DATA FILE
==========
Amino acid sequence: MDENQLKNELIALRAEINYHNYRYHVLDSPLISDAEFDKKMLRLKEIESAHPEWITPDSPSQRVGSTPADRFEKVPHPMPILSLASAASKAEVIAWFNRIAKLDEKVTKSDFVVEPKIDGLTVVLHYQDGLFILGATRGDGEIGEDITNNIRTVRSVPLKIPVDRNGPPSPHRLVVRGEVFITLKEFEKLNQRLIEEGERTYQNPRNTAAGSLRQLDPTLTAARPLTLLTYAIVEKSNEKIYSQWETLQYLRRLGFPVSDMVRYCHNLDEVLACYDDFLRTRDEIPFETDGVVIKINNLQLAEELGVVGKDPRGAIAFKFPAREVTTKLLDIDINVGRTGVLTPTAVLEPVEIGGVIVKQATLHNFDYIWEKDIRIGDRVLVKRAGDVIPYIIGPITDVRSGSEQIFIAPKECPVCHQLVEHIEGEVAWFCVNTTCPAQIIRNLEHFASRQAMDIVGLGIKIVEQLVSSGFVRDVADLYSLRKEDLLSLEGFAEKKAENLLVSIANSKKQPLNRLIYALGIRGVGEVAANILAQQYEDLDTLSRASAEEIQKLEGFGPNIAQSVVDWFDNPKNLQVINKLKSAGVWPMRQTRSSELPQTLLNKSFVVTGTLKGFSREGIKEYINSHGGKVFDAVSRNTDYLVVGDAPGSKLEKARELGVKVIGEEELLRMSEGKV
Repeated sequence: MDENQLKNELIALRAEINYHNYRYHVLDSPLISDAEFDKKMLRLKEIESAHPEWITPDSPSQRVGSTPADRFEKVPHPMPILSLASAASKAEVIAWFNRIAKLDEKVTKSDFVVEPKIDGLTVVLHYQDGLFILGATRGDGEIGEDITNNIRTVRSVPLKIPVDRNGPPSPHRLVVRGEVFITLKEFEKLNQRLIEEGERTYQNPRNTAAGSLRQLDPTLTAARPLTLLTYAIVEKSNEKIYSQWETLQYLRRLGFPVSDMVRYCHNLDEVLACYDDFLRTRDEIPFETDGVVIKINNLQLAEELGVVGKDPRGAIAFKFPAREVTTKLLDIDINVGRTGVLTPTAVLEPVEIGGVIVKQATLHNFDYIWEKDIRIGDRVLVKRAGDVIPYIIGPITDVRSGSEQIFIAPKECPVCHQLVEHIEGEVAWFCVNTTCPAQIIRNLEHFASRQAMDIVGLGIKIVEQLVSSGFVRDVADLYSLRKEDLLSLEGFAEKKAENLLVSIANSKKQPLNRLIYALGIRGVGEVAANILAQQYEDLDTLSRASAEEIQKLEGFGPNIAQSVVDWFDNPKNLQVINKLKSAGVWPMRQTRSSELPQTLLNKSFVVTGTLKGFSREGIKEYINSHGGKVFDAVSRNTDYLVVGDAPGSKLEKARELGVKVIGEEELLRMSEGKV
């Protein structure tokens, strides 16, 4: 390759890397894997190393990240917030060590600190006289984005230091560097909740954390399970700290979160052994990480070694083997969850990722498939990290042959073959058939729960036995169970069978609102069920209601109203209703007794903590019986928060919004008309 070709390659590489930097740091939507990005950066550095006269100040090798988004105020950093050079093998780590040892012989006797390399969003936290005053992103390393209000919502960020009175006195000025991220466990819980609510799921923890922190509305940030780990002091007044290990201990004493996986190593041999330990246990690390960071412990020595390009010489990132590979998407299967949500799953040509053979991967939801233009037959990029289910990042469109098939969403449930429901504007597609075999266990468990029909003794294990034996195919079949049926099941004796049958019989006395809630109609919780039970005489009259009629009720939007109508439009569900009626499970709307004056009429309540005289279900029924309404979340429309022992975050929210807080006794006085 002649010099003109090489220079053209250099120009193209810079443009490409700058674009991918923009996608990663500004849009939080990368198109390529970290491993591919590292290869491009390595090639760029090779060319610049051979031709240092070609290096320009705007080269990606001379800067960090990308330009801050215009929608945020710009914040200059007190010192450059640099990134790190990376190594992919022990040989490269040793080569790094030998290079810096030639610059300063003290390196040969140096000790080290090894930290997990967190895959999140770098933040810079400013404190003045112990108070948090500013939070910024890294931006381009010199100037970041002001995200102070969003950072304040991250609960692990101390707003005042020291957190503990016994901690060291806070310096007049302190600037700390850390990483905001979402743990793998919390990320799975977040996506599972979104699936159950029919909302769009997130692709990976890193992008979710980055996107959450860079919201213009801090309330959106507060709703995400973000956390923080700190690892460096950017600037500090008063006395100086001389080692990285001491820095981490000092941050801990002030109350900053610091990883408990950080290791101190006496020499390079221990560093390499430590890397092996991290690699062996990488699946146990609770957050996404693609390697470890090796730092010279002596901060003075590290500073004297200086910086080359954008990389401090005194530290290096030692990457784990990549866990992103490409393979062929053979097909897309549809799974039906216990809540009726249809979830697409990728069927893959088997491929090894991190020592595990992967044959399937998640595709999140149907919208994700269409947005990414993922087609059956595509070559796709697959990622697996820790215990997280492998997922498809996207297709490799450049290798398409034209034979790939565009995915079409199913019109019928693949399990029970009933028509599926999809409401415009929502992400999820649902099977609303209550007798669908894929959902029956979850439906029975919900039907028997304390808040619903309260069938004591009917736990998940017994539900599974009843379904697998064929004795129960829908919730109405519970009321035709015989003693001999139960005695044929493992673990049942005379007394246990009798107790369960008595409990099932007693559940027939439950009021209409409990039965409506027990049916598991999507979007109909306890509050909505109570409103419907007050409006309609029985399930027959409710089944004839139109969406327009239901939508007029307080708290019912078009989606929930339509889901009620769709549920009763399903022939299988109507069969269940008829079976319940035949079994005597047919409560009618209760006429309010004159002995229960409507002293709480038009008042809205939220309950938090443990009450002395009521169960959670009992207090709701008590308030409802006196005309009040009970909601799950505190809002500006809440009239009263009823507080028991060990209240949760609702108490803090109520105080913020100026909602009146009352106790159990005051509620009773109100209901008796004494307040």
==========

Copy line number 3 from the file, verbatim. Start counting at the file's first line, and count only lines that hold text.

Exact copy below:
């Protein structure tokens, strides 16, 4: 390759890397894997190393990240917030060590600190006289984005230091560097909740954390399970700290979160052994990480070694083997969850990722498939990290042959073959058939729960036995169970069978609102069920209601109203209703007794903590019986928060919004008309 070709390659590489930097740091939507990005950066550095006269100040090798988004105020950093050079093998780590040892012989006797390399969003936290005053992103390393209000919502960020009175006195000025991220466990819980609510799921923890922190509305940030780990002091007044290990201990004493996986190593041999330990246990690390960071412990020595390009010489990132590979998407299967949500799953040509053979991967939801233009037959990029289910990042469109098939969403449930429901504007597609075999266990468990029909003794294990034996195919079949049926099941004796049958019989006395809630109609919780039970005489009259009629009720939007109508439009569900009626499970709307004056009429309540005289279900029924309404979340429309022992975050929210807080006794006085 002649010099003109090489220079053209250099120009193209810079443009490409700058674009991918923009996608990663500004849009939080990368198109390529970290491993591919590292290869491009390595090639760029090779060319610049051979031709240092070609290096320009705007080269990606001379800067960090990308330009801050215009929608945020710009914040200059007190010192450059640099990134790190990376190594992919022990040989490269040793080569790094030998290079810096030639610059300063003290390196040969140096000790080290090894930290997990967190895959999140770098933040810079400013404190003045112990108070948090500013939070910024890294931006381009010199100037970041002001995200102070969003950072304040991250609960692990101390707003005042020291957190503990016994901690060291806070310096007049302190600037700390850390990483905001979402743990793998919390990320799975977040996506599972979104699936159950029919909302769009997130692709990976890193992008979710980055996107959450860079919201213009801090309330959106507060709703995400973000956390923080700190690892460096950017600037500090008063006395100086001389080692990285001491820095981490000092941050801990002030109350900053610091990883408990950080290791101190006496020499390079221990560093390499430590890397092996991290690699062996990488699946146990609770957050996404693609390697470890090796730092010279002596901060003075590290500073004297200086910086080359954008990389401090005194530290290096030692990457784990990549866990992103490409393979062929053979097909897309549809799974039906216990809540009726249809979830697409990728069927893959088997491929090894991190020592595990992967044959399937998640595709999140149907919208994700269409947005990414993922087609059956595509070559796709697959990622697996820790215990997280492998997922498809996207297709490799450049290798398409034209034979790939565009995915079409199913019109019928693949399990029970009933028509599926999809409401415009929502992400999820649902099977609303209550007798669908894929959902029956979850439906029975919900039907028997304390808040619903309260069938004591009917736990998940017994539900599974009843379904697998064929004795129960829908919730109405519970009321035709015989003693001999139960005695044929493992673990049942005379007394246990009798107790369960008595409990099932007693559940027939439950009021209409409990039965409506027990049916598991999507979007109909306890509050909505109570409103419907007050409006309609029985399930027959409710089944004839139109969406327009239901939508007029307080708290019912078009989606929930339509889901009620769709549920009763399903022939299988109507069969269940008829079976319940035949079994005597047919409560009618209760006429309010004159002995229960409507002293709480038009008042809205939220309950938090443990009450002395009521169960959670009992207090709701008590308030409802006196005309009040009970909601799950505190809002500006809440009239009263009823507080028991060990209240949760609702108490803090109520105080913020100026909602009146009352106790159990005051509620009773109100209901008796004494307040």